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Vladamir Neplodnik, a resident of Paterson’s Federation Apartments, in the building’s synagogue.

Every other Shabbat, Jerry Schranz crosses the Passaic River to keep the final echo of Paterson’s once-storied Jewish community alive.

It’s a one and three quarters mile walk from his Fair Lawn home to East 27th Street, in what 50 years ago was the center of Paterson’s Jewish life. East 27th Street was the sensible place for the Jewish Federation of North Jersey to build housing for seniors: It was three blocks away from Barnert Temple and half a mile from the Barnet Hospital – both named for the Jewish industrialist and philanthropist who was Paterson’s mayor from 1889 to 1890. And it was across the street from the Yavneh Academy, Paterson’s Jewish day school.

Today, Barnert Temple, founded in 1847, is an empty shell; the Reform congregation moved elsewhere in Paterson in 1964 before decamping to Franklin Lakes in the 1980s. Yavneh moved to Paramus in 1981; the building is now home to the Rosa Parks High School of Performing Arts.

The Federation Apartments, however, continues to be home to dozens of elderly Jews. Sandy Eckstein, the building’s director, estimates that 40 percent of the 158 residents are Jewish. All but a handful of the tenants are subsidized by federal Section 8 vouchers; they must be at least 62 years old, and they must qualify as low income. The Jews in the building are from a different generation than those who moved in when the building opened in 1972; rather than coming from Paterson, all but eight of them were born in the former Soviet Union. This is because of Paterson’s proximity to Fair Lawn, which became the center for North Jersey’s resettlement of Soviet Jews beginning in the 1970s. It is not an assisted living facility – there is no nurse on staff – but many residents are in their 90s, and they have aides to help them with some daily tasks.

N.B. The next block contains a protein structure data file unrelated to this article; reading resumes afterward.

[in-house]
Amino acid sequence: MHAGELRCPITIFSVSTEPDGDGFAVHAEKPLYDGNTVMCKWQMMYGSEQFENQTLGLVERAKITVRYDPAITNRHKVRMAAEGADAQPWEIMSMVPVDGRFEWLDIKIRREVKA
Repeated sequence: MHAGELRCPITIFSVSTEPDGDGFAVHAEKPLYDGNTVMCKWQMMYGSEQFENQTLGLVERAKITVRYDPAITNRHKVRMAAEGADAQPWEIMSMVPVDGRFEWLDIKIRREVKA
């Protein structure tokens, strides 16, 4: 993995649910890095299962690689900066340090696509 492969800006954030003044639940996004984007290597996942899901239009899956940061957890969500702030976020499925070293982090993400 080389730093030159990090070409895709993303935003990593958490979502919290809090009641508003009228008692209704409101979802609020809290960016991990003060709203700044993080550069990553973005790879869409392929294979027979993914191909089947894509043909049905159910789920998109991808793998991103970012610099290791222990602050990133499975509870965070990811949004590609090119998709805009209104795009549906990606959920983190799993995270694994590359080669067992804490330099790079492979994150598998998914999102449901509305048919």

Signs in the building are in three languages – English, Spanish, and Russian. And in the basement synagogue, across from the boiler room, Russian-language prayer books fill the shelves, and a Russian-labeled map of Israel is affixed to a pillar.

Russians are not known to be the most ardent of synagogue-goers; generations of official Soviet atheism took its toll. Yet there is a hardcore group of seniors in the Federation Apartments who attend services. Most of the half dozen are from the former Soviet Union. They are dependent on a small contingent of outsiders from Fair Lawn, like Mr. Schranz, to help make the minyan, and on paid Torah readers. These days, the minyan has a reader twice a month, so that is how often it meets.

The seniors who attend the minyan are enthusiastic as they show a visitor their synagogue.

“I like this synagogue,” Vladamir Neplodnik said. He came to the Federation Apartments from New York. Before that he lived in Moscow; he was born in the northern Caucasus.

“I like all synagogues,” he adds.

In general, expenses for the synagogue – in particular, hiring the Torah reader – are split between the Federation Apartments and the synagogue’s own account. The synagogue charges membership for High Holy Day services, when there is a larger turnout. Dues are $10. Members also contribute $10 for Yizkor. The synagogue’s electricity and heat are part of the general building expenses; the building’s custodian turns out the lights after services and disposes of the garbage from the kiddush.